Wet Willie and Billy Joe Shaver were also among the performing guests.
Taped broadcasts were aired on 120 radio stations. At that time, “The
South’s Gonna Do It (Again),” was a hit anthem on FM radio and the CDB
was enjoying popularity that would keep on building.

Volunteer Jam III moved to Nashville’s Municipal Auditorium in 1976
where the CDB’s homecoming concert continued annually until 1985.
Another advance sellout included mail orders from as far away as New
York and California. The rowdy bash attained the stature of a civic
event inspiring mayoral and gubernatorial proclamations. Radio coverage
doubled the first year’s programmers. More than 250 stations aired
two-hour tapes of Volunteer Jam III via King Biscuit Radio Network.

In 1979 at VJ V, Lynyrd Skynyrd reunited for the first time since the
1977 plane crash for a tribute to the legendary Skynyrd band.

Number Ten (1984) marked the Jam debut as an international media
event. The CDB and more than 30 guest artists entertained millions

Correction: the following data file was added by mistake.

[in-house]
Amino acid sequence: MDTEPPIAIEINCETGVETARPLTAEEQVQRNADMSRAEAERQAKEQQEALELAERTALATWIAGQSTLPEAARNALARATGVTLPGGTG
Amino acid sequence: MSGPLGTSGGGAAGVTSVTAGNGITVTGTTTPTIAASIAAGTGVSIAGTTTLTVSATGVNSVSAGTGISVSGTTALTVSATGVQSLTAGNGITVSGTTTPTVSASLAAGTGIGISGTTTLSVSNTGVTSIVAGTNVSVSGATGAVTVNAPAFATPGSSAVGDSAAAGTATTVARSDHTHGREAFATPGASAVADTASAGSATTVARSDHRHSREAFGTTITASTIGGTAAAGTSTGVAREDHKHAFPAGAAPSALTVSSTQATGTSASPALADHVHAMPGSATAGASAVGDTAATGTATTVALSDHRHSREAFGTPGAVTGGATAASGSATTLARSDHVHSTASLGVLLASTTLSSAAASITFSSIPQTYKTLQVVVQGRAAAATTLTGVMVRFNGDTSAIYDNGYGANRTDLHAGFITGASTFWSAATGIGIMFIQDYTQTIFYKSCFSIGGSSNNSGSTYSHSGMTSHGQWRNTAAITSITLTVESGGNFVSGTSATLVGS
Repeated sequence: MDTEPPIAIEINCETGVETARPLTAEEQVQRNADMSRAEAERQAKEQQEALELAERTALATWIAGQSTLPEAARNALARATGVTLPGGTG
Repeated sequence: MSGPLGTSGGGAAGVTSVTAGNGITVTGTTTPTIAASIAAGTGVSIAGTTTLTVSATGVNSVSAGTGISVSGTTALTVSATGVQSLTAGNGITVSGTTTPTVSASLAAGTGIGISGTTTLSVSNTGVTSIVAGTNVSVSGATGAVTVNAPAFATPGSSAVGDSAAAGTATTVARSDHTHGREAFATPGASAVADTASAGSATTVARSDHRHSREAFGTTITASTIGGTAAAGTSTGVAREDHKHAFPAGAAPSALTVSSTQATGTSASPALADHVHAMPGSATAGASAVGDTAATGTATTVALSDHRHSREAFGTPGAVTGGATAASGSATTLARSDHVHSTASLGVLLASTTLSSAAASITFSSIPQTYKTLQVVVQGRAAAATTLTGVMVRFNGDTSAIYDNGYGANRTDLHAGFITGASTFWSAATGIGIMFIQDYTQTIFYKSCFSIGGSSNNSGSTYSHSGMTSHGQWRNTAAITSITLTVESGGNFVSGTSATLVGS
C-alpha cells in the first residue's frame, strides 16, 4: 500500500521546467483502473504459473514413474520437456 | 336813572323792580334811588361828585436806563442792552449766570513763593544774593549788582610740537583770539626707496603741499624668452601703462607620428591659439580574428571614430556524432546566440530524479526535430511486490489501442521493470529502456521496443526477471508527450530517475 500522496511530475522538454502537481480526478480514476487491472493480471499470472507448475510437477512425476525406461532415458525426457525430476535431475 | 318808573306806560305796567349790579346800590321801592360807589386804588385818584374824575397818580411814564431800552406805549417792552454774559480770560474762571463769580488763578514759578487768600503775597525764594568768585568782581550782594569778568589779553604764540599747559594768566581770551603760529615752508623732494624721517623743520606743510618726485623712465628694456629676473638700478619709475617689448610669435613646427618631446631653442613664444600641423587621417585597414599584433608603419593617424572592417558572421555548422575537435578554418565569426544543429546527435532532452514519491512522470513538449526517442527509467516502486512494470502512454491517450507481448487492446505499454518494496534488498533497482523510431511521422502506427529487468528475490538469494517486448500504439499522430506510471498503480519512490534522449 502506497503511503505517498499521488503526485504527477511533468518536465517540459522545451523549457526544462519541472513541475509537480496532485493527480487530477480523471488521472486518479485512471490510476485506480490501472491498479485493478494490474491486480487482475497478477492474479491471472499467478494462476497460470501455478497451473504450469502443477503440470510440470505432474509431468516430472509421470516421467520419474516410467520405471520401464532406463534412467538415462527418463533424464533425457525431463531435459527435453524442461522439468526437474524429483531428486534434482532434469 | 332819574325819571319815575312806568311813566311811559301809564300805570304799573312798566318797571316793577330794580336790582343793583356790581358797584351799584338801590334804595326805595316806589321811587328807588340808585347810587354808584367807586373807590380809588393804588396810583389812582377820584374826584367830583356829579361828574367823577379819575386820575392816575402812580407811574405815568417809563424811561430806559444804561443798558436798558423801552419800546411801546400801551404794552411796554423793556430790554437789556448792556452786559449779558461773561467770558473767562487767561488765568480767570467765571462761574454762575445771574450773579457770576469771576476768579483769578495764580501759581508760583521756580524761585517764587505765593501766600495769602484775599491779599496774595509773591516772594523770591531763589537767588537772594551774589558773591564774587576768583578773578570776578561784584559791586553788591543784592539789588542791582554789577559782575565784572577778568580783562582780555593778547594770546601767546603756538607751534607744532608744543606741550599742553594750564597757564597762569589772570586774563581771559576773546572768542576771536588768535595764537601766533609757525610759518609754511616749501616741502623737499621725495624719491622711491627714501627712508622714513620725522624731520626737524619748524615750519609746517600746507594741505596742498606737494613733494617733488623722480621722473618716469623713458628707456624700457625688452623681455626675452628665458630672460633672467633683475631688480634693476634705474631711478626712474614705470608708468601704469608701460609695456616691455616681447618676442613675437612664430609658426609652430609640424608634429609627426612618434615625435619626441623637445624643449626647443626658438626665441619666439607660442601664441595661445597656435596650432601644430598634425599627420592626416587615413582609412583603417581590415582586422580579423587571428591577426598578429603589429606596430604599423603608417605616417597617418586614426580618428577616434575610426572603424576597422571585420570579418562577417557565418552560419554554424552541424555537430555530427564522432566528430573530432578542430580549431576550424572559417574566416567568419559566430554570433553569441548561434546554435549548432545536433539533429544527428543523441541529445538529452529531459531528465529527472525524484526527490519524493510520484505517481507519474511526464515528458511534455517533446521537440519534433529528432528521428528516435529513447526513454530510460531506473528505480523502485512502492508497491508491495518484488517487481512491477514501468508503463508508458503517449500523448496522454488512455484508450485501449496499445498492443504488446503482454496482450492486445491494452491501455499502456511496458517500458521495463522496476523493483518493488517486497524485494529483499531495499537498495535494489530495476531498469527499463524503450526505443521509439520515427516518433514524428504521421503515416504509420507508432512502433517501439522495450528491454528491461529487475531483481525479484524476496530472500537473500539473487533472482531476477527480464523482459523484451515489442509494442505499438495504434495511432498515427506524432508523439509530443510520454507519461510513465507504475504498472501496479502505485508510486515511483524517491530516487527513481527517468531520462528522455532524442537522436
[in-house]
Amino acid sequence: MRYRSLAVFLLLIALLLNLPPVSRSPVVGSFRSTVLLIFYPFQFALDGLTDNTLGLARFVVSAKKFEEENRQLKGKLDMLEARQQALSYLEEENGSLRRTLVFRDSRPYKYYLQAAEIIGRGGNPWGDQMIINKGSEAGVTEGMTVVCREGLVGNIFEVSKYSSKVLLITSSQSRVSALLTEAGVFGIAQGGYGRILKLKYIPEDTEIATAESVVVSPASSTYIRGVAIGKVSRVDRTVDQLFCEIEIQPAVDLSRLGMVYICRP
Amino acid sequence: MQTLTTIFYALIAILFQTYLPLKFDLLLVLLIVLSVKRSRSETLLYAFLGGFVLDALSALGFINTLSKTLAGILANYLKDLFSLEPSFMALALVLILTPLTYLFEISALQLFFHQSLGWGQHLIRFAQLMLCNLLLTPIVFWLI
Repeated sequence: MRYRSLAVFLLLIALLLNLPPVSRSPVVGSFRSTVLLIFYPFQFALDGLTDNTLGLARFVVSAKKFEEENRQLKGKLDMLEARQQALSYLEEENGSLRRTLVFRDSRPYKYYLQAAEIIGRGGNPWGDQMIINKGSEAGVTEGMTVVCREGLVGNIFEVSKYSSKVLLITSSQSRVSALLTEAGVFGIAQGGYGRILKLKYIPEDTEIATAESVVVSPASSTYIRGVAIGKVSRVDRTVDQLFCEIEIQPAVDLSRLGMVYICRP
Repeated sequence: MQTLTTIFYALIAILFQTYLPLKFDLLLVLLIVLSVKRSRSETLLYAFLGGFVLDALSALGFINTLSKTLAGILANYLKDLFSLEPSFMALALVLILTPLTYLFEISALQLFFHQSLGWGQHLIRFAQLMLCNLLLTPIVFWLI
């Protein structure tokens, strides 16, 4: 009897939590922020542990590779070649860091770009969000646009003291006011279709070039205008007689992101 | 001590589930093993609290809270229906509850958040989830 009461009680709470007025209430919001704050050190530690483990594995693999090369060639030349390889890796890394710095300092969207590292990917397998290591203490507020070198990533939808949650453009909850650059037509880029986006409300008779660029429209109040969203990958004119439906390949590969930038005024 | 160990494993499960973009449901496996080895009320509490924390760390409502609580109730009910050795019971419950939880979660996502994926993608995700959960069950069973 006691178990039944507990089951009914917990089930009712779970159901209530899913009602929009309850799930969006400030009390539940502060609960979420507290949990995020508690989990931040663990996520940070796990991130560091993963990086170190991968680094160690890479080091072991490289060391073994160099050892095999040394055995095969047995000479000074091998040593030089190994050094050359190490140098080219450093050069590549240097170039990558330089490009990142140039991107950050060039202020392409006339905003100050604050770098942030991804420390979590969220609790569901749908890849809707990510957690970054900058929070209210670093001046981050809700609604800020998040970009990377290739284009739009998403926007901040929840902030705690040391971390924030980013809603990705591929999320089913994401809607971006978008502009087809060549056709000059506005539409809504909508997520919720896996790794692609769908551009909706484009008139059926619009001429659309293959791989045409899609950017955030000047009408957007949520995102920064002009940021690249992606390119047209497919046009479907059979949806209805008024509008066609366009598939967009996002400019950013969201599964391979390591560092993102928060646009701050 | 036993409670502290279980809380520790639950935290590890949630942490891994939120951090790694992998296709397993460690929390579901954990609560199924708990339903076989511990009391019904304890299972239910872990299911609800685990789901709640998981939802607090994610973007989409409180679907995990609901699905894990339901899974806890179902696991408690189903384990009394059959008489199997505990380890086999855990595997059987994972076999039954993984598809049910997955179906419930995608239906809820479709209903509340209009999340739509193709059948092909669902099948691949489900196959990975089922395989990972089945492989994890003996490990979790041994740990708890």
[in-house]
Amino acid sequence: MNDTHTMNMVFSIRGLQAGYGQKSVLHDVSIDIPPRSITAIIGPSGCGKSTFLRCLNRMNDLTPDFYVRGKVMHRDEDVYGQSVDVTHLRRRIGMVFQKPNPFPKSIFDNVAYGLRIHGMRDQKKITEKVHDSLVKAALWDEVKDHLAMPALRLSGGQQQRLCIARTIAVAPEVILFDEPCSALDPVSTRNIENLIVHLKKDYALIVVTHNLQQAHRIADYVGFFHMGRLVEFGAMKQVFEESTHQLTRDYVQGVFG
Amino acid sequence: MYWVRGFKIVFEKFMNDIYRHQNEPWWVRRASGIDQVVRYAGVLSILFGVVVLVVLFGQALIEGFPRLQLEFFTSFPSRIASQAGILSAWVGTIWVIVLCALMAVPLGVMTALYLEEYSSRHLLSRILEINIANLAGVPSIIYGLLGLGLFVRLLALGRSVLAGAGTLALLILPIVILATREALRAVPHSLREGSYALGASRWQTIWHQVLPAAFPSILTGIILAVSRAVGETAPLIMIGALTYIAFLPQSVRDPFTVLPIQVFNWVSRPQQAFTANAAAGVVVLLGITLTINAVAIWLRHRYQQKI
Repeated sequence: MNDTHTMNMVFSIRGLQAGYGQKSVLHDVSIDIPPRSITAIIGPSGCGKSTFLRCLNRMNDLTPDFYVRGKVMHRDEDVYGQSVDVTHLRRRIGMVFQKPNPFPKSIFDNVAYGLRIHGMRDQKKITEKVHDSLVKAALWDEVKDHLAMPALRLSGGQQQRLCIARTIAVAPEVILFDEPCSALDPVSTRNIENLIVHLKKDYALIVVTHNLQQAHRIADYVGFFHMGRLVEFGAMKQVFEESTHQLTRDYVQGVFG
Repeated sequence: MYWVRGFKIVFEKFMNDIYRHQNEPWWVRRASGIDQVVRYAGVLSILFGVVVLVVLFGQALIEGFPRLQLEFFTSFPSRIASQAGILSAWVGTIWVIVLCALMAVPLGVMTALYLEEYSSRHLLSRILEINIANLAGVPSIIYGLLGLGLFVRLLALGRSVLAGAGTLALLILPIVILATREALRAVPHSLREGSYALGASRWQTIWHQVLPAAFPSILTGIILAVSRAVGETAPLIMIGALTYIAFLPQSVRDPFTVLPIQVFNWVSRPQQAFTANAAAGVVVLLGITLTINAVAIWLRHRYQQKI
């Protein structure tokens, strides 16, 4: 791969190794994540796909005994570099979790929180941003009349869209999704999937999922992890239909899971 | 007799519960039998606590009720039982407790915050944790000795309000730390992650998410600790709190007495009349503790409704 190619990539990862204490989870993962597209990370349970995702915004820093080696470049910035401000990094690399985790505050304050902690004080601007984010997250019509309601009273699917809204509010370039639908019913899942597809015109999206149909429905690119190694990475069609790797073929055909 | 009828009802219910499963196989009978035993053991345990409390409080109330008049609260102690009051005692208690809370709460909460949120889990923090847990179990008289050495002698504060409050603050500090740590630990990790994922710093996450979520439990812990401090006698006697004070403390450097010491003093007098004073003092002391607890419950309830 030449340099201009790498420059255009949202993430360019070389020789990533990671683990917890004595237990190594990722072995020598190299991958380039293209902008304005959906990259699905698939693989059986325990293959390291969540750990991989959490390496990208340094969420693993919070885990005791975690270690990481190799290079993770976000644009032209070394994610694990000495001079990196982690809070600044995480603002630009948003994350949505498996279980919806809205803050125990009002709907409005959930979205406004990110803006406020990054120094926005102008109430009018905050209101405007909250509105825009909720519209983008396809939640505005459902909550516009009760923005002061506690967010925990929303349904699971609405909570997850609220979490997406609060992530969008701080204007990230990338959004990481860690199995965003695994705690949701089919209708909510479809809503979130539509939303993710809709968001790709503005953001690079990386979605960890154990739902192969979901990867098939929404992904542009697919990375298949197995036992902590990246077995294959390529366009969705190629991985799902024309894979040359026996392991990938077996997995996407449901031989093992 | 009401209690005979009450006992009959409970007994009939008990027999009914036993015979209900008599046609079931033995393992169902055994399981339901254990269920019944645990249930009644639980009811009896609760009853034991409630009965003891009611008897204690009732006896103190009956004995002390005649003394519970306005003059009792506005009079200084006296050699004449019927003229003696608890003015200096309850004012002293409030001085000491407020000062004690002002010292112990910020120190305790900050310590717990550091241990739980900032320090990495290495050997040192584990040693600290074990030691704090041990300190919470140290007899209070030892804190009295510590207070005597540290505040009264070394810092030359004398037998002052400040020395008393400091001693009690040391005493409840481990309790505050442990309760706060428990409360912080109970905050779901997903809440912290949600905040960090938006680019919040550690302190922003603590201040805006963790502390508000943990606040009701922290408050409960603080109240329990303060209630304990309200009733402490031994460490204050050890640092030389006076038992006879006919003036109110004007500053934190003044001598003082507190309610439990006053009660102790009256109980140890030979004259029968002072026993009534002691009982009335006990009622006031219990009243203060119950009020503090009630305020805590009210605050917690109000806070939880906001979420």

around the world via an unprecedented live Voice of America broadcast .
The SRO event was later aired as a two-hour TV special, produced by Dick
Clark Productions, and syndicated by Multimedia Entertainment.
Television personalities Dick Clark, Byron Allen of NBC’s “Real People,”
and MTV’s deejay Alan Hunter were on hand.

Daniels, had no limit to the genre of music that was invited to
perform at Vol Jams and the lineups included rock, country bluegrass,
gospel, soul, classical, comedy, and southern rock.

Other memorial moments at Vol Jam Municipal Auditorium concerts
include performances by Billy Joel, Ted Nugent and Molly Hatchet
performing “Mississippi Queen.” Leon Russell, Mickey Gilley, Duane Eddy,